Credit repair is the process of disputing negative marks on credit reports to get them removed, which raises your credit score. Credit histories often contain inaccurate or invalid items that damage your score. If you check your credit and your score is lower than you anticipated, it could be because of incorrect information on your credit reports.
Scoring models consider how much you owe and across how many different accounts. If you have debt across a large number of accounts, it may be beneficial to pay off some of the accounts, if you can. Paying down your debt is the goal of many who've accrued debt in the past, but even after you pay the balance down to zero, consider keeping that account open. Keeping paid-off accounts open can be a plus in your overall credit mix since they're aged accounts in good (paid-off) standing. You may also consider debt consolidation.
When considering the fees, it’s important to weigh what you’re getting in return. According to the Federal Trade Commission (FTC), credit repair firms can’t legally do anything for you that you can’t do for yourself. You just have to be willing to spend the time reviewing your credit reports for negative or inaccurate information, reaching out to the credit bureaus to dispute that information, and following up on those disputes to make sure they’re being investigated.
Digging around a little more, though, we were left with some question marks. First, several places on the site refer to a 6-month, prepaid package plan that comes with a 6-month guarantee but this isn't listed on the Pricing page. Then, we were happy to see lots of informative articles on the Credit Resource Section - but disappointed to find that the Regulations page was totally blank.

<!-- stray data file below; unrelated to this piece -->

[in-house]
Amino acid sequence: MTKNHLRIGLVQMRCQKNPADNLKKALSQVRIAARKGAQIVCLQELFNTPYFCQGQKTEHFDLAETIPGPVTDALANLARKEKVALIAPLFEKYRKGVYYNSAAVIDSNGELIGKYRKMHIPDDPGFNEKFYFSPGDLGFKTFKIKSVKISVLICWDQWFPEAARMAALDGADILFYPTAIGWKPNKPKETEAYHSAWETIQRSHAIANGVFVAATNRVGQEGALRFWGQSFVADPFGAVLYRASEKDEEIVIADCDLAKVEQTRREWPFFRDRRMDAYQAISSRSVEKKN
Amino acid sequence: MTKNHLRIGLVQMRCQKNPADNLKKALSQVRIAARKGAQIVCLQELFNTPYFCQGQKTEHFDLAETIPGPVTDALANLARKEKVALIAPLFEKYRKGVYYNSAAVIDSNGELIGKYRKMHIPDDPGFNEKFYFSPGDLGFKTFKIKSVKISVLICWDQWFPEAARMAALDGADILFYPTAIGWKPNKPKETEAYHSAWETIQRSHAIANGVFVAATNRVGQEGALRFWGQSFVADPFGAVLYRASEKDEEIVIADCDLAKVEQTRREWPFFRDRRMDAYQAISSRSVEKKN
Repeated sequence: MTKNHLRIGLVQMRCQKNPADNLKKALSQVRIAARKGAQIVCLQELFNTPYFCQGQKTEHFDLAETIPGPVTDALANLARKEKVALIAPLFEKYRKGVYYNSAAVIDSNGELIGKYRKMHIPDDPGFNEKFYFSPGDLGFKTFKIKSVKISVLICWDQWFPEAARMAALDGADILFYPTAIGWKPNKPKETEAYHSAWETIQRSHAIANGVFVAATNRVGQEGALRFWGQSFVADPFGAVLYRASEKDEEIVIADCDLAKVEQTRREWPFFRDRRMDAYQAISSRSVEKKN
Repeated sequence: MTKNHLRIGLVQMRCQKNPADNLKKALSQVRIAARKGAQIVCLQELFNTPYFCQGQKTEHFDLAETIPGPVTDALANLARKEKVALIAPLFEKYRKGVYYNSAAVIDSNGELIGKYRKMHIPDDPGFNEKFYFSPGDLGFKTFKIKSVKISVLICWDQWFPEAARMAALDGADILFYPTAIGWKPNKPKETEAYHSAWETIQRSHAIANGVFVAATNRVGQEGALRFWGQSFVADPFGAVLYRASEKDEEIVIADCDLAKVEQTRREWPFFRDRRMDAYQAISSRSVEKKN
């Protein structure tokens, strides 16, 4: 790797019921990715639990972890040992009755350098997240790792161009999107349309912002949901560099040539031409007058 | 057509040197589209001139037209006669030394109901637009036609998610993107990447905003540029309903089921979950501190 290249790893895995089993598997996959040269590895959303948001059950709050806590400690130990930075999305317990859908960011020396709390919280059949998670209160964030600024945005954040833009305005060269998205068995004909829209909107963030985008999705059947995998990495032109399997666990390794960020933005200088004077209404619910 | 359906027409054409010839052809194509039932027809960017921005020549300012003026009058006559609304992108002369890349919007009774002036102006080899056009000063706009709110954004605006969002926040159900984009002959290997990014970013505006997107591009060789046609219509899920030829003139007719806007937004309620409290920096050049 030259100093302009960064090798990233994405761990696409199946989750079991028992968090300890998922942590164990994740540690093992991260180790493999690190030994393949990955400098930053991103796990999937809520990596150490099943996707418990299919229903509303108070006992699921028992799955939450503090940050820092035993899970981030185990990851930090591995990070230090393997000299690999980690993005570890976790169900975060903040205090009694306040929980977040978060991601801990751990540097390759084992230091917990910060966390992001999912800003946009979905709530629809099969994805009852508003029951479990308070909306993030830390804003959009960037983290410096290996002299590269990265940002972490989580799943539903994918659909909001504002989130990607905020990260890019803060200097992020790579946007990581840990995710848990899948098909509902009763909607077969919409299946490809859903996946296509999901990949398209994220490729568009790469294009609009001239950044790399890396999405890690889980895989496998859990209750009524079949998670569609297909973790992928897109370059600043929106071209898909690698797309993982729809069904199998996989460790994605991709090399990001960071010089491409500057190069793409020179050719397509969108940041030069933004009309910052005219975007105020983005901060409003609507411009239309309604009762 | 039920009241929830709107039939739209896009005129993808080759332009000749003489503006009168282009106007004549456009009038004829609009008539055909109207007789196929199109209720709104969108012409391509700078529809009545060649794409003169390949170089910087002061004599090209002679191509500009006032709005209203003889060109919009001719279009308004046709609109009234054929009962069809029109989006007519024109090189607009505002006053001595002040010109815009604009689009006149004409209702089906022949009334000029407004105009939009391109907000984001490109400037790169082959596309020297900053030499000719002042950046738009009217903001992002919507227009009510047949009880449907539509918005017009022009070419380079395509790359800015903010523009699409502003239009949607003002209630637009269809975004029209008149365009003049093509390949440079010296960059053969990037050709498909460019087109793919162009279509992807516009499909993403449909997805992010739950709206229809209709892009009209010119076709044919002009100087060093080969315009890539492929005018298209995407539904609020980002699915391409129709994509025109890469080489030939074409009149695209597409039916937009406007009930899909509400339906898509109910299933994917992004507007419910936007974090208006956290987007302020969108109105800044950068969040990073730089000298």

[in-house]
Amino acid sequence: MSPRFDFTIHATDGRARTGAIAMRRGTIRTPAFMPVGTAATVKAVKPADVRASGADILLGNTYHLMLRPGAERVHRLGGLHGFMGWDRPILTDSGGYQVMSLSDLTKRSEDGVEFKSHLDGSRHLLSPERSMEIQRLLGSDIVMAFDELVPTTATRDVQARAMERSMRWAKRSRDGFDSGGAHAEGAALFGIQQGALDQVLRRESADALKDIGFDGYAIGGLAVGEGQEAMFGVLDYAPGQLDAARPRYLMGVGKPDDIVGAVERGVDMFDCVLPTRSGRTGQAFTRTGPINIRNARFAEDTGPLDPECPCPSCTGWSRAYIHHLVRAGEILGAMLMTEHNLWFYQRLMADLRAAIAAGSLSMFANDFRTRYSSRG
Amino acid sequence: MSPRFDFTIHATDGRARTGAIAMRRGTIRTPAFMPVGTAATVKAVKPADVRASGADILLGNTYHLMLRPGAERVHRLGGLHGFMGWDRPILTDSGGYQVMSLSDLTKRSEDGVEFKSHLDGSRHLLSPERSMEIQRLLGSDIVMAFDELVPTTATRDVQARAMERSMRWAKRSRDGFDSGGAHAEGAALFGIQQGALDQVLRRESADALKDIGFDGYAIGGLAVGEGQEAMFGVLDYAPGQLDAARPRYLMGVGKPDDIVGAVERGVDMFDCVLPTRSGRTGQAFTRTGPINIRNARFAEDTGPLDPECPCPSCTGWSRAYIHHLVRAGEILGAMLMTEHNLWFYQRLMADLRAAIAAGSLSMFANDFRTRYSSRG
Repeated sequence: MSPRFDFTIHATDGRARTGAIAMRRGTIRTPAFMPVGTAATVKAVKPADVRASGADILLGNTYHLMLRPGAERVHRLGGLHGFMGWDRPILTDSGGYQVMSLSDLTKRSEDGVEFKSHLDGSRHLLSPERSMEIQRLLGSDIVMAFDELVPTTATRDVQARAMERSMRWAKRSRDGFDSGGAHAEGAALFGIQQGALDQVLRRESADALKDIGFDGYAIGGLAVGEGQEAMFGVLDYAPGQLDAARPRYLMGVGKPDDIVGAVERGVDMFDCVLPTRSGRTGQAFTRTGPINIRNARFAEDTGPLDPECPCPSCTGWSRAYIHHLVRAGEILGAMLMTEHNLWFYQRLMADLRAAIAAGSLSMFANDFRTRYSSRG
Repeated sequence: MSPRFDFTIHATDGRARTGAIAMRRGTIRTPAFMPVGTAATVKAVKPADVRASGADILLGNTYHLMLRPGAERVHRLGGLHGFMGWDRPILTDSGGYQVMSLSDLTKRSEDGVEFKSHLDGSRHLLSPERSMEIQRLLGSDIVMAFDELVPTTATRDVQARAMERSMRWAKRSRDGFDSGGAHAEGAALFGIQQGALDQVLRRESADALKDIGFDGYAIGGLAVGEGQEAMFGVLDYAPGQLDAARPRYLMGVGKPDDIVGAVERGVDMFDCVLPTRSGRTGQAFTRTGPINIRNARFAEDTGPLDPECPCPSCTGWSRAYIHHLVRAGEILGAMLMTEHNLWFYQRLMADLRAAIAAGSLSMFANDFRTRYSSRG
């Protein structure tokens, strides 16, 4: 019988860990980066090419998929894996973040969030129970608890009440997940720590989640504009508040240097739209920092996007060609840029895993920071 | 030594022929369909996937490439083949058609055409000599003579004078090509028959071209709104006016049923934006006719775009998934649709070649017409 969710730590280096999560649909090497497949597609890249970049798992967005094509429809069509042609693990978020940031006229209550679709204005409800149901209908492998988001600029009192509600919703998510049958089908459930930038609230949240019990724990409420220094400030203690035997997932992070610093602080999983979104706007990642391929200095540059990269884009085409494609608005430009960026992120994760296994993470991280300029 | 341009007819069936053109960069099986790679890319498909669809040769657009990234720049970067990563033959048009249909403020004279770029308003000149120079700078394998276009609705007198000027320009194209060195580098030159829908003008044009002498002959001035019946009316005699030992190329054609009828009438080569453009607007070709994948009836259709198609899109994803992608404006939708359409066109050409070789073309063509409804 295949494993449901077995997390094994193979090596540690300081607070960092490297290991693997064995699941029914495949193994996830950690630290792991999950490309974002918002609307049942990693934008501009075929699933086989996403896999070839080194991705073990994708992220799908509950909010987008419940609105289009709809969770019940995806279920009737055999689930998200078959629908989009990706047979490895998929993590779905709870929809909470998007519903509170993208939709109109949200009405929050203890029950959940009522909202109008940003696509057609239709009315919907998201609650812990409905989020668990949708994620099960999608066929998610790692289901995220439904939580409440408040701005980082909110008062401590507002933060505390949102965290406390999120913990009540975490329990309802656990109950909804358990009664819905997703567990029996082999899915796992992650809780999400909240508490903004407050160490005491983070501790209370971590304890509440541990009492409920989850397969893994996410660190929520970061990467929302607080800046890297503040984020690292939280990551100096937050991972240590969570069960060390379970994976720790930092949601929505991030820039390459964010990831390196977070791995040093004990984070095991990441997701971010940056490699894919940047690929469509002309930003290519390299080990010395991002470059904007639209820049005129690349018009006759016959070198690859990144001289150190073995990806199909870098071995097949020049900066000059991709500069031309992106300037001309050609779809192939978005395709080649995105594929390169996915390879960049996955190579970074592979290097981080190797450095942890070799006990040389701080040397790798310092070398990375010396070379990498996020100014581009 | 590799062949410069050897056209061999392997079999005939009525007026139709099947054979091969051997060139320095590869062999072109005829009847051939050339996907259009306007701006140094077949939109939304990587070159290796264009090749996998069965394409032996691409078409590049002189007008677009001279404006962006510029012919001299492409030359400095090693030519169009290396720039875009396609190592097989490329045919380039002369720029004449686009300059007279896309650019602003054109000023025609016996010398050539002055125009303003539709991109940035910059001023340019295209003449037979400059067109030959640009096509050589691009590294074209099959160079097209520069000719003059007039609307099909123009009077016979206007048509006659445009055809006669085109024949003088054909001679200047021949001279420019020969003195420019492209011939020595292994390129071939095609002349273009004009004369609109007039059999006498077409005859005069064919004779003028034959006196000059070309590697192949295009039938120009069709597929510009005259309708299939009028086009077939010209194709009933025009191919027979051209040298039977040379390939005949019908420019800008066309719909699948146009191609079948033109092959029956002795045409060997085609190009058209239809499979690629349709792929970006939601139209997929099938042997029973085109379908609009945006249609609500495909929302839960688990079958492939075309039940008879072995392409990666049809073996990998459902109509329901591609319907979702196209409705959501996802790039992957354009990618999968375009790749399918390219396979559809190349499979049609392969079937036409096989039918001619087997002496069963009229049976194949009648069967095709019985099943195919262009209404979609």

With what they charge, is Lexington Law effective at helping people improve their credit history? As you'd expect with such a large business, the reviews are mixed. Most credit repair services are criticized for not making noticeable improvements in less than two months, but that's to be expected. But, Lexington seems to have a higher-than-average number of people who say that they didn't get prompt responses from company reps, not just that their reports didn't improve quickly. On the other hand, we found numerous people saying that their credit scores improved dramatically as they stayed with the service, usually for six months on average.
*Ranking information is based on a compilation of reviews from the following third-party review sites: Bestcompany.com, Credible.com, BadCredit.org, and TheCreditReview.com. Credit.com has examined each review on the third-party sites listed and compared those sites' findings with the individual credit repair services' websites to derive the Credit.com reviews shown here.
Opening several credit accounts in a short amount of time can appear risky to lenders and negatively impact your credit score. Before you take out a loan or open a new credit card account, consider the effects it could have on your credit scores. Know too, that when you're buying a car or looking around for the best mortgage rates, your inquiries may be grouped and counted as only one inquiry for the purpose of adding information to your credit report. In many commonly-used scoring models, recent inquiries have greater effect than older inquiries, and they only appear on your credit report or a maximum of 25 months.